PRICE STRENGTH OVERNIGHT... As of 6:30 a.m. CT, corn futures are trading 1 to 4 cents higher, soybeans 8 to 12 cents higher, Chicago wheat 5 to 9 cents higher, Kansas City wheat 3 to 6 cents higher and Minneapolis wheat 5 to 8 cents higher. The U.S. dollar index is under pressure this morning, which is helping support grain and soy futures.
U.S. STOCK, BOND MARKETS REOPEN... The U.S. stock market is scheduled to resume trade with its normal 8:30 a.m. CT open following two days of closure due to Superstorm Sandy. The U.S. bond market is also scheduled to reopen today. While financial markets are reopening, it's expected to take days before trade is back to "normal."
DATA IMPACTED BY SANDY... While impacting life and property, Sandy also had an impact on government and other economic data. USDA's weekly Crop Progress Report -- originally due Monday afternoon -- will be released this afternoon and the Weekly Export Sales Report will be delayed until Friday morning. As for economic data, some releases like Consumer Confidence were delayed (originally scheduled for Tuesday, but will now be Thursday) but Bureau of Labor Statistics workers are still aiming to put the key employment data out Friday morning as currently scheduled.
AG IMPACTS FROM SANDY UNCLEAR... With Crop Progress data delayed this week, it's currently a guess as to how much of the corn and soybean crop remained unharvested in states like Ohio, Indiana and Pennsylvania as Sandy arrived. That will become clearer today. The poultry industry is another focus for the impacts from Sandy given its presence in eastern Maryland and Delaware, two areas hit by Sandy. How the infrastructure fared in terms of delivery of feed, electricity, etc., in the region will be key in terms of how much impact there was to that sector. But it is not expected to have a national impact on either poultry supplies or prices.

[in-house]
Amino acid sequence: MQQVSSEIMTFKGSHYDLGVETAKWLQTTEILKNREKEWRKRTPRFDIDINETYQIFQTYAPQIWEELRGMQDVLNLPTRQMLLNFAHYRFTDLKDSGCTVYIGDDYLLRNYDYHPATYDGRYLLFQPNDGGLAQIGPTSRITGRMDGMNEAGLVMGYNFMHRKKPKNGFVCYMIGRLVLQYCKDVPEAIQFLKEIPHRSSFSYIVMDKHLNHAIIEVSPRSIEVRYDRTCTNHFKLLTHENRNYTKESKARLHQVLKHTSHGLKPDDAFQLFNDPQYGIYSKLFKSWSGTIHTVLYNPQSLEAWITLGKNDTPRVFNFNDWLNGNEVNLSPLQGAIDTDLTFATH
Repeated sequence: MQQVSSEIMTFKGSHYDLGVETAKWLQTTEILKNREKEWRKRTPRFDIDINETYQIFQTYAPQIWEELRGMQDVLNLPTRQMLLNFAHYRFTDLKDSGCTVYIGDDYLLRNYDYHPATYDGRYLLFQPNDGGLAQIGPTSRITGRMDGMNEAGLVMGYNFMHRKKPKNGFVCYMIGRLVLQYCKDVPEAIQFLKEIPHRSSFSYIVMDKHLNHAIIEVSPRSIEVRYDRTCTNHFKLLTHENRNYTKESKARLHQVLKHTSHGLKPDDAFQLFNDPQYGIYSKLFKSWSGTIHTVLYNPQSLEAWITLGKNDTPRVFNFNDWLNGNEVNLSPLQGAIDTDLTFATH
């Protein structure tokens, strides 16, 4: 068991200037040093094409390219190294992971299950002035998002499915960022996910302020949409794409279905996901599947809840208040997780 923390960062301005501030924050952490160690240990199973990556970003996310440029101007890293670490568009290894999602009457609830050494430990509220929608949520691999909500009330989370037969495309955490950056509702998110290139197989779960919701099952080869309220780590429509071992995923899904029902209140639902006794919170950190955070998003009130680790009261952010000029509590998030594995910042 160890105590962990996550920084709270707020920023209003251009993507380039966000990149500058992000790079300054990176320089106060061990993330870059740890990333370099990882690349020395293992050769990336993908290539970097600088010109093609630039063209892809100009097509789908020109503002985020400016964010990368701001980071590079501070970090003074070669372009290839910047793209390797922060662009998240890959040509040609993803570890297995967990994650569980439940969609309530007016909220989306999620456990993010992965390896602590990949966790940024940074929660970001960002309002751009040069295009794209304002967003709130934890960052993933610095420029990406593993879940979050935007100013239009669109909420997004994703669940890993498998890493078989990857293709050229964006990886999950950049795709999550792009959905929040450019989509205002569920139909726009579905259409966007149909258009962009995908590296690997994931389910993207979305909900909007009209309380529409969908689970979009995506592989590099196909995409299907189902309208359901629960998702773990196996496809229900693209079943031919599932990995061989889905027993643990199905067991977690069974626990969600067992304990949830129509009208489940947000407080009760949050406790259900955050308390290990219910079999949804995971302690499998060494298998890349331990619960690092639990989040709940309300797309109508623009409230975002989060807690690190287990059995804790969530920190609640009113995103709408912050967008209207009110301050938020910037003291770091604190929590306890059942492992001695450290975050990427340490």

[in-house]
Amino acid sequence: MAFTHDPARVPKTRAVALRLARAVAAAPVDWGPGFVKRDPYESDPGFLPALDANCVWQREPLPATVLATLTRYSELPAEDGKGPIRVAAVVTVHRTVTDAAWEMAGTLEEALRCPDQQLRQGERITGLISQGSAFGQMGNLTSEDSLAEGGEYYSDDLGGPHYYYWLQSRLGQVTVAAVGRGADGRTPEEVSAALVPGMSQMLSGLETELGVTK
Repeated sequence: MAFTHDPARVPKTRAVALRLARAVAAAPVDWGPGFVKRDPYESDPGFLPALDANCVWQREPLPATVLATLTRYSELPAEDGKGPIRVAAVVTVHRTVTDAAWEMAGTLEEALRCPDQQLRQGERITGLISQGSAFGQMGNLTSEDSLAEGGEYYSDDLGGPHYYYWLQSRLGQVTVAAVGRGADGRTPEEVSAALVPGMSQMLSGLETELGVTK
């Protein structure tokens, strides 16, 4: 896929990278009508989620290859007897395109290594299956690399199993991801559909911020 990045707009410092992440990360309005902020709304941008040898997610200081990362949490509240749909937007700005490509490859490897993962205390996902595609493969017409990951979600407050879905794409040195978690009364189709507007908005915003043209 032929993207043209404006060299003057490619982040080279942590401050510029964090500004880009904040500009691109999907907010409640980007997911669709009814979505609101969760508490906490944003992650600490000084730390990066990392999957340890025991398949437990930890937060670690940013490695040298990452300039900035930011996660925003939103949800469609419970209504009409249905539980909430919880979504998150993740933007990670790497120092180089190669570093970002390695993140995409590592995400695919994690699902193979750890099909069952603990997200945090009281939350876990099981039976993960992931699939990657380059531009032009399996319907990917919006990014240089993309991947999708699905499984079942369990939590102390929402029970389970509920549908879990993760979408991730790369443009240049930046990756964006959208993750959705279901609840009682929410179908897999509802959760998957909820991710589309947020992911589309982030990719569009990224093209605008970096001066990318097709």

EARLY AUSSIE WHEAT HARVEST RESULTS DISAPPOINTING... Protein levels on early harvested wheat in Queensland and New South Wales is coming in lower than anticipated and below the historical norm, according to reports out of the country. If that trend continues, it could drive up demand for U.S. spring wheat as many Asian buyers rely on shipments from eastern Australia for their high-protein wheat supplies. Meanwhile, yields are lower in Western Australia, but protein levels are better than in eastern states.
CASH CATTLE TRADE STARTS STEADY/LOWER... Cash cattle unexpectedly started trading at $126 (Kansas) to $127 (Texas) Tuesday, although most feedlots passed on the steady to lower bids in hopes of getting an even better price later this week. The willingness of packers to come with bids steady to just $1 lower than last week on Tuesday suggests demand for cash cattle may be stronger than many expected.
PORK CUTOUT SOFTENS, BUT MOVEMENT IMPROVES... The pork cutout value was 46 cents lower Tuesday, but packers moved a strong 134.25 loads of product on the day. The strong pickup in pork movement should ease some of the concerns with faltering demand, although it's still too early to tell what impact Sandy will have on East Coast meat demand.
OVERNIGHT DEMAND NEWS... Egypt tendered for optional origin wheat. Japan tendered for 120,000 MT of feed wheat and 200,000 MT of feed barley.